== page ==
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Even the best-cared-for dog may become sick or get injured at some point in his life. The AKC Pet Healthcare Plan can help you to help your dog when it’s most needed. If your dog falls victim to illness or accident, you will need to do what you can to get him out of immediate danger and keep him comfortable until you can get him to a veterinarian. You should also be prepared to care for you dog in the event of weather disasters or other emergencies.


Restrain or muzzle the dog to keep him from panicking and struggling against you. You can make a muzzle out of panty hose, a cotton bandage, a necktie, or any sturdy piece of fabric about two feet long. Tie a loose knot in the middle, leaving a large loop. Slip the loop over the dog’s nose and tighten gently but firmly about halfway up the nose. Bring the ends down and knot under the dog’s chin, then bring the ends behind the back and tie again.

Transport an injured dog carefully to avoid causing further injury, so transport requires care. Place the dog on a piece of plywood or other hard surface to move him. Small dogs should be placed in a box. Towles or blankets can also be used as stretchers.

Artificial respiration must be performed when the dog is unable to breathe. The dog’s mouth should be checked and cleared of any obstructions, including mucus or blood. Hold the mouth closed, inhale, completely cover the dog’s nose with your mouth, and gently breathe out. Do not blow hard. Repeat every five to six seconds.

Heart massage (CPR) can be used in combination with artificial respiration when the dog’s heart has stopped beating. Lay the dog on his side, place hands over the heart area, and press firmly about 70 times per minute. For small dogs, place one hand on each side of the chest near the elbow. Press gently to avoid breaking the dog’s ribs.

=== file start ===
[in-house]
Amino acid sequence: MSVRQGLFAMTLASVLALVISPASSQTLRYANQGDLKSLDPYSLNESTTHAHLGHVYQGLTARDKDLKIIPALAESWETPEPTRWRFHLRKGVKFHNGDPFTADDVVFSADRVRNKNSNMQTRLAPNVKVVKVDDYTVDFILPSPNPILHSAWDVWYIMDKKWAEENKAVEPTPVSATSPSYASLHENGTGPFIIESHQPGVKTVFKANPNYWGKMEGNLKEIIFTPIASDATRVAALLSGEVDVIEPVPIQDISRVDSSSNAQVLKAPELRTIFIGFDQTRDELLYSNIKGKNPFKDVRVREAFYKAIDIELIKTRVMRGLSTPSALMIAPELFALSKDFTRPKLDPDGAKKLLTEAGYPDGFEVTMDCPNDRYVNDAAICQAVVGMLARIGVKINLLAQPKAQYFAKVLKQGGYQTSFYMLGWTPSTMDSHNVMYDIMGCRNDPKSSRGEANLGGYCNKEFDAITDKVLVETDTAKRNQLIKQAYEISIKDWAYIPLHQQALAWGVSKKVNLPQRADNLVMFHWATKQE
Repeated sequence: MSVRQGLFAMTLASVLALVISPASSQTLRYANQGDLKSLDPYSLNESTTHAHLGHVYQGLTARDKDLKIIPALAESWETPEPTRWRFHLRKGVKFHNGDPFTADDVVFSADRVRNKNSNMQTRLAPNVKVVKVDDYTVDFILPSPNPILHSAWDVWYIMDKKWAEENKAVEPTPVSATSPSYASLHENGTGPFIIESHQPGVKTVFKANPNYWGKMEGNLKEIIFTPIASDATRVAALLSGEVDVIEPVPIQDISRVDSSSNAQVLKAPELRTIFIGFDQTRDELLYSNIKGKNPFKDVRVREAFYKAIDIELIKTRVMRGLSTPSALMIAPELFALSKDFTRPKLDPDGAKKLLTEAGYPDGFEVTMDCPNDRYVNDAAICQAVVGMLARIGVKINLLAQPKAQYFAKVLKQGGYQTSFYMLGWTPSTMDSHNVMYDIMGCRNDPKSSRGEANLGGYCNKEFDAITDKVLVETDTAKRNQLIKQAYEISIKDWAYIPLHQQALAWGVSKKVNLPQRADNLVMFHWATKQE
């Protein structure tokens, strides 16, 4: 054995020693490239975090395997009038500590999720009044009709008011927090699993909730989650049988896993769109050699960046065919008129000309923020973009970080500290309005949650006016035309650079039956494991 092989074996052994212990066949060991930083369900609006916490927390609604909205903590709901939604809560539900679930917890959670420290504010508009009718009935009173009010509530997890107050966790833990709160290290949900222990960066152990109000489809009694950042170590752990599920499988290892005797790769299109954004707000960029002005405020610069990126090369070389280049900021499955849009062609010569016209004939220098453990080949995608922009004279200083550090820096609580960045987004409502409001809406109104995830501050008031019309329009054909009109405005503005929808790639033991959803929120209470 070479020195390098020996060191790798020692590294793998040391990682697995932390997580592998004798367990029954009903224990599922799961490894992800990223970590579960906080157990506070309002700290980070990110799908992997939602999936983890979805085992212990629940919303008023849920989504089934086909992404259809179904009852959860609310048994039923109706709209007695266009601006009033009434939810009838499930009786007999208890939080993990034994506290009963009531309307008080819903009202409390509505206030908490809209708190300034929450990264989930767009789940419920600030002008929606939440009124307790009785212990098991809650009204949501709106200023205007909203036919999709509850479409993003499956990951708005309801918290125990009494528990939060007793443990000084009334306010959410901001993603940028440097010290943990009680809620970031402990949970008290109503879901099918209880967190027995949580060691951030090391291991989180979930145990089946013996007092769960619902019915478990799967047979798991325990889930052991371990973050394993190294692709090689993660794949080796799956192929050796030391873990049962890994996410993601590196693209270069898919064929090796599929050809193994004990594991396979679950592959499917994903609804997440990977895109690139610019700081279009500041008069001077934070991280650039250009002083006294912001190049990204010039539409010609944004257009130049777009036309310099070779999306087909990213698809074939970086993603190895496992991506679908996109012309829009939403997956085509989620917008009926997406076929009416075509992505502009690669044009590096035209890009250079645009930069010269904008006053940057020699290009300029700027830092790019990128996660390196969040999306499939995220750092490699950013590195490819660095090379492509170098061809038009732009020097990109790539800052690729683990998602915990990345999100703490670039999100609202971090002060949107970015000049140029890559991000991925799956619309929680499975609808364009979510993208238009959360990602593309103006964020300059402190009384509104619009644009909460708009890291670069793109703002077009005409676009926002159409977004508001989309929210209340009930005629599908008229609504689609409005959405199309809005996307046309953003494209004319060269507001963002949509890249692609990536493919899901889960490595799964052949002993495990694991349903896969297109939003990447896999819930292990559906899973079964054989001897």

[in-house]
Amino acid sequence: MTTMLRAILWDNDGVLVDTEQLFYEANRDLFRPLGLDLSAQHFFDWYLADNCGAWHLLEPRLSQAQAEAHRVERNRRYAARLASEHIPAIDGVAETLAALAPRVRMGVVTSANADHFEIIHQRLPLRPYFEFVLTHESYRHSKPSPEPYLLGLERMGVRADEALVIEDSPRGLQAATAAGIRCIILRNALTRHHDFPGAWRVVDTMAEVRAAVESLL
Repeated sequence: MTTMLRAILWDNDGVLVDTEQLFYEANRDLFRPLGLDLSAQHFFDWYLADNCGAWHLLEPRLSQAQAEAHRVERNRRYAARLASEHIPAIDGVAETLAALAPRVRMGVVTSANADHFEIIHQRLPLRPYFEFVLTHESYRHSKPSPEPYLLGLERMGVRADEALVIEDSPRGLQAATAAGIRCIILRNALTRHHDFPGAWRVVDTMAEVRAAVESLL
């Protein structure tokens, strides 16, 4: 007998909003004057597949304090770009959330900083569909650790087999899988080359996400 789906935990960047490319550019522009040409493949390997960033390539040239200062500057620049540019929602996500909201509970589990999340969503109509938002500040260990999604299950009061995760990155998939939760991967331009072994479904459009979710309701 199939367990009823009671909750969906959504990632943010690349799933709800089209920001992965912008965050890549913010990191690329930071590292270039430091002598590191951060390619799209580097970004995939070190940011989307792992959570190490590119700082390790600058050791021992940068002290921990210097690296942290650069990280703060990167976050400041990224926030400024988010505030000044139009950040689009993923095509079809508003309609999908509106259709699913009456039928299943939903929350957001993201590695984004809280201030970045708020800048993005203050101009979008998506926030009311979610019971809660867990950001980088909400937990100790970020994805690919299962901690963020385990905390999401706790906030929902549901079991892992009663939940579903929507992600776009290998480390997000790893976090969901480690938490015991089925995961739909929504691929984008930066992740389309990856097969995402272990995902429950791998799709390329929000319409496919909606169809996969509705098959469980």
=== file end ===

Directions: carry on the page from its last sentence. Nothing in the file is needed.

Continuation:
External bleeding should be staunched by applying gentle pressure from a cloth, bandages, or your own hand if necessary. Don’t worry about cleaning out the wound until the bleeding has stopped. Take the dog to the veterinarian as quickly as possible. Antibiotics may be needed to stave off infection.

Internal bleeding, from a fall or from being hit by a car or other heavy object, can be more dangerous. The dog may show these signs: painful or swollen abdomen, pale gums, blood in vomit, urine, stools, saliva, or nose discharge. Internal hemorrhage is extremely serious and should be tended to by a veterinarian without delay.

Shock occurs when the heart and blood vessels shut down. It can result from disease or injury. The signs are depressions, rapid, weak heartbeat, dilated pupils, low temperature, and muscle weakness. Respond at once by keeping the animal warm and quiet, treating any visible injuries, and taking him to the veterinarian.

Fractures require immediate attention. Dogs will hold a fractured or dislocated limb in an unnatural position; sometimes a broken bone is visible through the skin. The dog should be transported to the veterinarian with as little movement as possible.

Heatstroke may occur when dogs are left in cars on hot, or even warm, days; when kennel areas do not have proper ventilation; or when dogs are overexercised on hot days. The signs are rapid breathing, rapid heartbeat, high body temperature (above 104 degrees Fahrenheit), and collapse.